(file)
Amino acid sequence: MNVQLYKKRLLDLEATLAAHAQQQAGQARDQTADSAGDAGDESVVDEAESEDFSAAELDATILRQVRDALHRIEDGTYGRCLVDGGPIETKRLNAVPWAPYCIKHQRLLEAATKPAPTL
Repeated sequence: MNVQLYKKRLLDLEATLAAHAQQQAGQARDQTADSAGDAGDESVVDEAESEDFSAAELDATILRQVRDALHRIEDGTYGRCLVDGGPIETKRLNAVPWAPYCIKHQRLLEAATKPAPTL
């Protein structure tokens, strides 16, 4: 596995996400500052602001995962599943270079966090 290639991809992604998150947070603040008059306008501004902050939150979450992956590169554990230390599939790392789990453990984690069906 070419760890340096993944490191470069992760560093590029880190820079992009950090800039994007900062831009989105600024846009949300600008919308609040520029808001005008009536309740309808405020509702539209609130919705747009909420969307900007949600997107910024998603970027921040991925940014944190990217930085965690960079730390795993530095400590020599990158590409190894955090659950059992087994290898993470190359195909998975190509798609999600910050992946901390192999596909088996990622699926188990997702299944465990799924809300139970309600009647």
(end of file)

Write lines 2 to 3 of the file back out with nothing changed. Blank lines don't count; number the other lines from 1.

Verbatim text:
Repeated sequence: MNVQLYKKRLLDLEATLAAHAQQQAGQARDQTADSAGDAGDESVVDEAESEDFSAAELDATILRQVRDALHRIEDGTYGRCLVDGGPIETKRLNAVPWAPYCIKHQRLLEAATKPAPTL
């Protein structure tokens, strides 16, 4: 596995996400500052602001995962599943270079966090 290639991809992604998150947070603040008059306008501004902050939150979450992956590169554990230390599939790392789990453990984690069906 070419760890340096993944490191470069992760560093590029880190820079992009950090800039994007900062831009989105600024846009949300600008919308609040520029808001005008009536309740309808405020509702539209609130919705747009909420969307900007949600997107910024998603970027921040991925940014944190990217930085965690960079730390795993530095400590020599990158590409190894955090659950059992087994290898993470190359195909998975190509798609999600910050992946901390192999596909088996990622699926188990997702299944465990799924809300139970309600009647």